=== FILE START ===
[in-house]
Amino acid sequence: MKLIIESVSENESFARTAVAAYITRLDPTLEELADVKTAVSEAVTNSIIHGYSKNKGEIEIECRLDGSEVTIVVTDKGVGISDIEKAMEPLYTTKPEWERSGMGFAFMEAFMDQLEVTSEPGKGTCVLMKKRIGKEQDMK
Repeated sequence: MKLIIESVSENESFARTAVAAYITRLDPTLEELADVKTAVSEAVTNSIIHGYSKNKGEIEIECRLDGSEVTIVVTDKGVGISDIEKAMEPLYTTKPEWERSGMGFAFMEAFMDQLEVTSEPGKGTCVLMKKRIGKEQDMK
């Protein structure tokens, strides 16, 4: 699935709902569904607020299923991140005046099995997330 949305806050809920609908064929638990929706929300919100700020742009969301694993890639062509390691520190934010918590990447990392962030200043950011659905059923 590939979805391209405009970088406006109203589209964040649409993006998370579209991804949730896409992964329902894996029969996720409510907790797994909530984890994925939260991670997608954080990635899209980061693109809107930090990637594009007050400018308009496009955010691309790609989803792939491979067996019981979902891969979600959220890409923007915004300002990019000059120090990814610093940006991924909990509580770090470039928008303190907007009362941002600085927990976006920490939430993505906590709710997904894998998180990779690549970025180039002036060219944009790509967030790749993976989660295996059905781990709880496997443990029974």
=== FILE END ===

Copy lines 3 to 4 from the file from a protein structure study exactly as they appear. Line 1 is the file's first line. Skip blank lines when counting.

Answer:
Repeated sequence: MKLIIESVSENESFARTAVAAYITRLDPTLEELADVKTAVSEAVTNSIIHGYSKNKGEIEIECRLDGSEVTIVVTDKGVGISDIEKAMEPLYTTKPEWERSGMGFAFMEAFMDQLEVTSEPGKGTCVLMKKRIGKEQDMK
């Protein structure tokens, strides 16, 4: 699935709902569904607020299923991140005046099995997330 949305806050809920609908064929638990929706929300919100700020742009969301694993890639062509390691520190934010918590990447990392962030200043950011659905059923 590939979805391209405009970088406006109203589209964040649409993006998370579209991804949730896409992964329902894996029969996720409510907790797994909530984890994925939260991670997608954080990635899209980061693109809107930090990637594009007050400018308009496009955010691309790609989803792939491979067996019981979902891969979600959220890409923007915004300002990019000059120090990814610093940006991924909990509580770090470039928008303190907007009362941002600085927990976006920490939430993505906590709710997904894998998180990779690549970025180039002036060219944009790509967030790749993976989660295996059905781990709880496997443990029974």